The use of the in ovo technique in poultry was first reported several years ago (Kadam et al., 2013); however, recent studies have shown major developments in the utilisation of this technique for early feeding, hormone supplementation or vaccination in several commercial poultry farms particularly in Europe, United States and Brazil (Figure 1). With the in ovo technique, bioactive substances can be administered directly to the incubating eggs. These include carbohydrates, proteins (amino acids (AAs)), fatty acids, minerals, vitamins and growth promoters (Bednarczyk, 2016). This technique enables the delivery of substances to the developing embryo, which can compensate for the starvation period of newly hatched chicks and facilitate a healthy gastrointestinal tract (GIT), its microbiome and ultimately enhance post-hatch performance (Kucharska-Gaca et al., 2017).



In commercial poultry production systems, newly hatched chicks are prevented from feeding (almost 48-72 h) to achieve complete utilisation of the residual yolk (Kadam et al., 2013). This delay depends largely on hatching time and is only applicable when there is an ideal, and short, hatching window (high uniformity). In a recent study, decreased growth rate was noted in commercial broiler chicks subjected to delayed feeding compared to the birds fed immediately after hatch (Roto et al., 2016). AA and carbohydrate injection promoted the activity of digestive enzymes and facilitated intestinal maturation (Kadam et al., 2013). Uni and Ferket (2004) was also revealed that in ovo injection at 18 days of incubation with 1 mL of saline containing carbohydrate resulted in a significant increase in jejunal villus height by over 45% only 48 h after injection.


With regards to early stimulation of the gastrointestinal tract, enhanced growth rate (approximately 10% weight gain) has been observed (Uni and Ferket, 2004). Similarly, the administration of vitamins has a positive influence on the growth rate (more than 330g weight gain) with a higher feed conversion ratio of 0.4 (FCR) on average than control (Selim et al., 2012). Furthermore, in ovo injection of different bioactive substances not only enhanced embryonic growth (2-3%) but impacted post-hatch growth (more than 5%), intestinal health (Ohta et al., 1999; Bednarczyk et al., 2011), and meat quality (Maiorano et al., 2012), increased digestive enzyme activity (Pruszynska-Oszmalek et al., 2015) and facilitated the development of the immune system (Madej et al., 2015; Bednarczyk, 2016).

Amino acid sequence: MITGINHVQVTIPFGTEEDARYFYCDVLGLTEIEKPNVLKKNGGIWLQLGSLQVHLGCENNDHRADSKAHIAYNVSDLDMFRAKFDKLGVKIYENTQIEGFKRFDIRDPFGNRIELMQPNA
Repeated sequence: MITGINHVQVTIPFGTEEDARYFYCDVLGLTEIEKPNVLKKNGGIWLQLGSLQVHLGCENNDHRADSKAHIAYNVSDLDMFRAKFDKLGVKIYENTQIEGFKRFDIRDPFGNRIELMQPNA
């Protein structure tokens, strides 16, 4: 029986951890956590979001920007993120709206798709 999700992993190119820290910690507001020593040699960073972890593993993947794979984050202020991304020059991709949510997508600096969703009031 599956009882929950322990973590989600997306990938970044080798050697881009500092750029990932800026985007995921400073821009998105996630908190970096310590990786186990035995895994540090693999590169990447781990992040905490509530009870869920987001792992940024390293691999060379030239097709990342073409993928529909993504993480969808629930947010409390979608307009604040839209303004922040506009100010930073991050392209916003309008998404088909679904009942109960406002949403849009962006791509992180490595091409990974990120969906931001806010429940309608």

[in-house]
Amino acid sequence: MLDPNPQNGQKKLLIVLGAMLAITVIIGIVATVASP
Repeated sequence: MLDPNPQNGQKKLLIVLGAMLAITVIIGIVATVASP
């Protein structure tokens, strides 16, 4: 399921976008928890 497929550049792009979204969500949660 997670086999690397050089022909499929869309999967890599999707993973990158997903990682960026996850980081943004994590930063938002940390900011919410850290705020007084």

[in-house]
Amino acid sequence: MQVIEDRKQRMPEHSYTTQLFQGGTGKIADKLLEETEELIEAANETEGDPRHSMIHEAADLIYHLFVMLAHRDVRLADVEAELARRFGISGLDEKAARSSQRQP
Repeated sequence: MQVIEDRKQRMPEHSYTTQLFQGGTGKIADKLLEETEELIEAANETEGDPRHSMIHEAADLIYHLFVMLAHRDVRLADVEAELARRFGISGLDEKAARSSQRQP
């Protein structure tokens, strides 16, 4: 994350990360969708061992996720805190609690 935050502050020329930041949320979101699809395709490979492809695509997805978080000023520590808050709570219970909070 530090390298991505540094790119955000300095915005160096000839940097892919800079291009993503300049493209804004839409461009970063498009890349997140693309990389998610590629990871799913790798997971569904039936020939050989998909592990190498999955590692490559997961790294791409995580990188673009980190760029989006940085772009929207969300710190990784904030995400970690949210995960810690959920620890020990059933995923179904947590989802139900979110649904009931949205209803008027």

In Ovo Feeding and Growth/ Immune Response

Literature regarding the in ovo technique supports its efficacy in accelerating enteric growth and nutrient digestion in young chicks (Ferket, 2012). Different methods have been applied with various materials for promoting the growth and productivity of commercial poultry. Generally, there are five possible sites of in ovo injection: the air cell, the embryo’s body itself, the amniotic fluid, the allantoic membrane, and the yolk sac (Saeed et al., 2019), however, the amniotic is considered as the most effective site for injection and directly influencing the developing embryo (Kucharska-Gaca et al., 2017) (Figure 2). Nevertheless, the volume and concentration of the injected material are largely dependent upon bird type, egg size, injection site, incubation system and type of material. In this regard, both manual and automatic methods have proven to be effective, while commercial applications require automation (Peebles, 2018).